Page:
“Behind this success is the work of thousands of people,” he said. “Behind this win is my teammates and all the staff at EF, from all the service guys standing for hours with the wheels, we were covered 27 times on course today, the sport directors, the mechanics, the media guys, the directors. Everyone, everything. It’s a dream.” 

“Today is my day, but I’m sure in the future many of my teammates will enjoy this same moment as me,” Bettiol added. “I think from now on you should be looking more at pink at the front.” 

Max Schachmann wins the opening time trial at the Tour of the Basque Country

Schachmann's Bora-hansgrohe team sent me this report:

The 59th edition of the Tour of the Basque Country commenced today with an almost 12 km-long individual time trial around Zumarraga. It also marked the first time that Itzulia has featured a race against the clock as an opening stage.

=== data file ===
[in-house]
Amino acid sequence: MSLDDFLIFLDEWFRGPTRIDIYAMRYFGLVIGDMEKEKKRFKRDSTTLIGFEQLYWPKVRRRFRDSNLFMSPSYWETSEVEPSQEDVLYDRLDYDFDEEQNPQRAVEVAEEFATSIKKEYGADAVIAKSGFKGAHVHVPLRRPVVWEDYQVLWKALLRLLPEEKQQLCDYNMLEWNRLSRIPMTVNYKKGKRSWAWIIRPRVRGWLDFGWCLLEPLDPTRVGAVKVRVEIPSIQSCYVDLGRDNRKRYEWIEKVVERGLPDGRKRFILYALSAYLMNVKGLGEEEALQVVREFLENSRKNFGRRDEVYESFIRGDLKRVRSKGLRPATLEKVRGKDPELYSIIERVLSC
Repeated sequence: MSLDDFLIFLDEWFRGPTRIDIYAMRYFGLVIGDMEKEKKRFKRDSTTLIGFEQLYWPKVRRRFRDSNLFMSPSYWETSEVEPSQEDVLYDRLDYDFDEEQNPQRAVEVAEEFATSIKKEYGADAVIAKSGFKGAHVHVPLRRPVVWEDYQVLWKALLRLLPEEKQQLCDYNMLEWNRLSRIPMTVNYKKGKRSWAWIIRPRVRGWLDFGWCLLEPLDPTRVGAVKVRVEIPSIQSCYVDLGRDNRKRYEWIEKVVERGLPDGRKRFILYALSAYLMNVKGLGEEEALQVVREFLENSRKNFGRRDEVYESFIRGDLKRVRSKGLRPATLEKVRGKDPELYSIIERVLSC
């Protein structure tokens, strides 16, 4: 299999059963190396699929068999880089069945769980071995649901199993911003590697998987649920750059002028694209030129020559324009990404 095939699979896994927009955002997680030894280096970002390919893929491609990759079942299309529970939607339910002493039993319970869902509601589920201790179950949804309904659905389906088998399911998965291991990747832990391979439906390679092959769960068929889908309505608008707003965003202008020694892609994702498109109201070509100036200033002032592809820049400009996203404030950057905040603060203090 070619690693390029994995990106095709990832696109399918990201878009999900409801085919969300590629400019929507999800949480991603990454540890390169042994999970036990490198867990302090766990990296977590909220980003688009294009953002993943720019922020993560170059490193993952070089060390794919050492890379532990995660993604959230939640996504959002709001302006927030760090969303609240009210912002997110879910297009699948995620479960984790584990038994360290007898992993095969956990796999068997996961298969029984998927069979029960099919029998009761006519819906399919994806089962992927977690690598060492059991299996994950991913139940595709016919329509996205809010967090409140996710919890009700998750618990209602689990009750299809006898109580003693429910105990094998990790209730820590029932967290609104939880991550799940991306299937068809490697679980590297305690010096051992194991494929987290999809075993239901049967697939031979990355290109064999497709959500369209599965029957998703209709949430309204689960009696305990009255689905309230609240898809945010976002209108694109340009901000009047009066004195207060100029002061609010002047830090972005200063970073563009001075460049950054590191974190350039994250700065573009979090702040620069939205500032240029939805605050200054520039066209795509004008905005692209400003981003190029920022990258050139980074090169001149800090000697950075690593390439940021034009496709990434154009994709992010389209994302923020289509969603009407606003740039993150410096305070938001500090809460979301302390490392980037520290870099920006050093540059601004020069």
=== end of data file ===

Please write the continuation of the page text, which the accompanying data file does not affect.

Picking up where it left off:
The first part of the parcours was not particularly demanding, however, 3km before the finish, the riders had to traverse a 2.3km-long ascent with an average gradient of almost 10 per cent. Gregor Mühlberger was the first BORA – Hansgrohe rider to take to the start on wet roads in the early afternoon, and ended up finishing the course in a time of 18:39.

He was then followed by Cesare Benedetti and Jay McCarthy. E. Mas led the standings for quite some time at this point, having completed the course in 17:34 minutes. However, then Patrick Konrad left the start house, and after cresting the only climb of the day, he was only 2 seconds behind the provisional leader Mas. He was able to take more time out of the Spaniard in the last part of the course, and as a result he set a new best time of 17:29.